“Where do you see yourself in five years’ time?” might be a popular interview question, but in business, it’s harder and harder to answer.
The world is changing so fast that some entrepreneurs, particularly those working in tech, feel that planning more than a year or so ahead really is just making things up.
To put things in perspective, five years ago – way back in the mists of time when Damascus was a tourist destination and Russia was our ally – few people had heard of Dropbox and the iPhone was still a breakthrough concept. A decade ago, when Pluto was a planet and Lehman Brothers was “too big to fail”, there was no Twitter, no iPlayer or Netflix streaming service, and MySpace was still the platform of choice for online socialising.
In short, not only have economic and geopolitical upheavals affected the way that we view the world, but evolving technologies have utterly changed the way that we think, live and work.
Most companies understand that, as more or less everything we do has shifted online and gone social, the way that we source, use and share information has become rapid and publicly visible. Many more realise that this makes issues such as security and storytelling more important than ever.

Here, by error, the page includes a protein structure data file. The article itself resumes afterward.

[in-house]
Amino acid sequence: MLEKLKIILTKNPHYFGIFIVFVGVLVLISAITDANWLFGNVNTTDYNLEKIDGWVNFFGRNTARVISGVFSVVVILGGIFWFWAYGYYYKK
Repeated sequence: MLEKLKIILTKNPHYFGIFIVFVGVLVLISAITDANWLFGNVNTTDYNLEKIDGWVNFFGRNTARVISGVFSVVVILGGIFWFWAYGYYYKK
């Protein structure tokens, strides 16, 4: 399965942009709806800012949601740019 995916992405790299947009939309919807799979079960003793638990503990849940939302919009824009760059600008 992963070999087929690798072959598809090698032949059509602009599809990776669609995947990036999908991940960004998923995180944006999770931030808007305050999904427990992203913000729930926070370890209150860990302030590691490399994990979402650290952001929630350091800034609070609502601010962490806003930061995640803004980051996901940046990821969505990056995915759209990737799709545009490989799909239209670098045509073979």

Fewer appreciate that that responding to these changes is not a self-contained act, like ordering business cards or switching your energy supplier. Without a genuine shift in the way that they see themselves and their relationship with their customers, these companies will be forever chasing their tails, always that little bit too far behind the times to seriously compete.
Over the next two weeks, we look at how to understand and harness social and technological trends in order to stay ahead of the curve. We’ll explore the potential of the cloud and the internet of things, of social media innovations and emerging technologies to streamline business functions and reduce costs while all the time opening up better ways to serve customers.
We’ll talk to ex-England Rugby coach Sir Clive Woodward about how data capture and analysis alters the way that teammates work together and take responsibility for their actions, we’ll meet companies that help SMEs to funnel financial information into proactive business plans, and we’ll look at projects that bring together engineers and artists to tackle urban problems in creative ways.
It’s going to be an exciting fortnight here at SME Insider and, as ever, we’d love to hear your input. Please tweet your ideas, predictions and examples of how you’re future-proofing your business to @SMEInsider with the hashtag #BizFutures.
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